RE: "oracle" lockdown

From: Herring, David <>
Date: Wed, 26 Feb 2014 21:11:29 -0600
Message-ID: <>

If I said this is a problem I apologize for misstating the situation and I'm sorry for forcing you to rant. I was just wondering who else has gone through this and what to watch out for.

Dave Herring

-----Original Message-----

From: [] On Behalf Of Hans Forbrich Sent: Wednesday, February 26, 2014 7:27 PM To:
Subject: Re: "oracle" lockdown

I'm not sure what the problem is - Oracle database was designed to be administered by administrators using their own OS userid with checks that they are in the appropriate Administration OS group and this has been available since half of forever.

Other than installation and some patching, there generally should be no reason to log in as Oracle.

Indeed, the common habit (by many shops I visit) for DBAs to log in as user Oracle is terrifying from a security perspective - everyone in the DBA team, and potentially others, has the keys to the kingdom and there is absolutely no non-repudiation. No way at all to tell which admin did which command; everyone scrambling to get the changed password; getting an exception to the corp password change lifecycle policy; etc. And when a DBA leaves the group, the common-knowledge super user password needs to be changed, but often is not ...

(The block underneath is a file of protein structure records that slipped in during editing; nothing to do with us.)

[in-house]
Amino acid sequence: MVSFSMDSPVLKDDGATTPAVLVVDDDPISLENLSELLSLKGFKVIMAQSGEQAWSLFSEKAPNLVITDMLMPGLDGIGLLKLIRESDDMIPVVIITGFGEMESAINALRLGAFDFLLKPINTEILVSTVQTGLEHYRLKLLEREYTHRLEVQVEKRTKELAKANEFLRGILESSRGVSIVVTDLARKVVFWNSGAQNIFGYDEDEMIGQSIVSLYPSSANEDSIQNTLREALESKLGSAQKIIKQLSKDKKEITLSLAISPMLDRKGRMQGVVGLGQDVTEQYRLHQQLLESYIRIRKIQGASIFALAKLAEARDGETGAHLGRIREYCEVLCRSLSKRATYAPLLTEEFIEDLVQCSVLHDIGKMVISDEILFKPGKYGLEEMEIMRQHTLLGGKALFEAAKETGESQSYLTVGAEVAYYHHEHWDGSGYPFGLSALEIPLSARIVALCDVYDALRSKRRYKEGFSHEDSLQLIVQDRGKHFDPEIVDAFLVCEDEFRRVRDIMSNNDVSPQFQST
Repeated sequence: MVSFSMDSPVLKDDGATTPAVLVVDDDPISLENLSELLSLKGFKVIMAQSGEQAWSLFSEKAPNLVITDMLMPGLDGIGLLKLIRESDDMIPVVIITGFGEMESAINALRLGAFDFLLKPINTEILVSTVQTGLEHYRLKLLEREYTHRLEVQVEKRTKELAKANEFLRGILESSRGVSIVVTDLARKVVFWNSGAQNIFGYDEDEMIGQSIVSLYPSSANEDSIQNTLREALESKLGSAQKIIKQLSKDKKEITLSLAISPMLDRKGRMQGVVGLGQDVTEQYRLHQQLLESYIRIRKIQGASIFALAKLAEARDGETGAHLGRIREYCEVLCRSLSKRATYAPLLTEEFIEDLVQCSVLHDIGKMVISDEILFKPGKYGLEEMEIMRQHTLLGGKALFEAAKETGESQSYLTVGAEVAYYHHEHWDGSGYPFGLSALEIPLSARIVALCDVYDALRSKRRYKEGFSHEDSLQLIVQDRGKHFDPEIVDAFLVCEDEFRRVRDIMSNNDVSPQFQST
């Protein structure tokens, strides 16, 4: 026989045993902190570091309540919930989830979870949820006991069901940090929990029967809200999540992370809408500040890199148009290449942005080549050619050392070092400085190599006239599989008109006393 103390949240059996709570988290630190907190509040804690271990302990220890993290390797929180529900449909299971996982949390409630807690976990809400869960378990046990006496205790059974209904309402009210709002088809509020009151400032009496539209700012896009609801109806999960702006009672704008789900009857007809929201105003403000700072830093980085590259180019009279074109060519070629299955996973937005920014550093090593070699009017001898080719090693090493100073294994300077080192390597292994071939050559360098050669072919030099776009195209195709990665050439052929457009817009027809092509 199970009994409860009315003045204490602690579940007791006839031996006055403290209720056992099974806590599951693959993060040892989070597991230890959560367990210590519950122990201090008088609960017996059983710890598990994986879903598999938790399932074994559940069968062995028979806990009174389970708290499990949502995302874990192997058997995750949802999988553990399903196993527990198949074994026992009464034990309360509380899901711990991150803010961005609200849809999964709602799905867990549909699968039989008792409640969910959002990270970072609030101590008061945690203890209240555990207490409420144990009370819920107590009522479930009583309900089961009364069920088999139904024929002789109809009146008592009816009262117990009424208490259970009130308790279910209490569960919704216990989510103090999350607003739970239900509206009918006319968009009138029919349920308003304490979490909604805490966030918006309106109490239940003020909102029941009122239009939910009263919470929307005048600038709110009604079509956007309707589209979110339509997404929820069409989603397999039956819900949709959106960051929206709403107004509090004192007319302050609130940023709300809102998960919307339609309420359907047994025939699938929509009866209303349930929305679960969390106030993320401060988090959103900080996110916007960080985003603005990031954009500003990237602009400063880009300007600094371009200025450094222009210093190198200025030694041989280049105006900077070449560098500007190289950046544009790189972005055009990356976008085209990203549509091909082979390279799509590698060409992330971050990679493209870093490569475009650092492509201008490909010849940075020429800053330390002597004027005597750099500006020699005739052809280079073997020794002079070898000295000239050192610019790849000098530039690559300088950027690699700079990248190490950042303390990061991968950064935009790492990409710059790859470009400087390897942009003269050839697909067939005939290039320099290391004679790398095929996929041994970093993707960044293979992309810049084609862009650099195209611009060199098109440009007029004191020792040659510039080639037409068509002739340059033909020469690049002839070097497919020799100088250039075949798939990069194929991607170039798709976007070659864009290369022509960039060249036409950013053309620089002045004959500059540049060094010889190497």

Even in my lab, I have a non-'oracle' Oracle Administrator which I use for most admin (which seems silly in a one-man lab).

There is a reason we are forced to run during installation - mainly to chown files and setGID and config for 'sysdba' and 'sysoper' - to support DBAs and other support personnel using their own IDs. With 12c, they have given us additional groups to further refine the granularity.

ASM and GI take this a major step forward as well. In big shops with division of responsibility, that can be very useful although for small shops it get very cumbersome - "to run this I log in as A, but to run that I log in as B'. At that point Cloud Control and it's security model becomes very interesting.

A secondary variation on this - I also install an ORACLE_HOME specifically for the Oracle Client (sqlplus, etc) under user 'oraclient' (under a different tree - /u01/app/oraclient) which is not in OSDBA group to support batch jobs and non-admin users who need access to the machine. Users who log in then set up the environment for that and use Oracle Networking tcp, rather than bequeath adapter. That, however, can be a challenge for some things. </rant>

I would encourage the OP to set up a test user in the OSDBA group and check out the core scripts they run. Based on my experience, most of them should run just fine as long as the user is created properly and the environment is set up properly. I'd be interested in hearing under which circumstances this fails.


-- Received on Thu Feb 27 2014 - 04:11:29 CET

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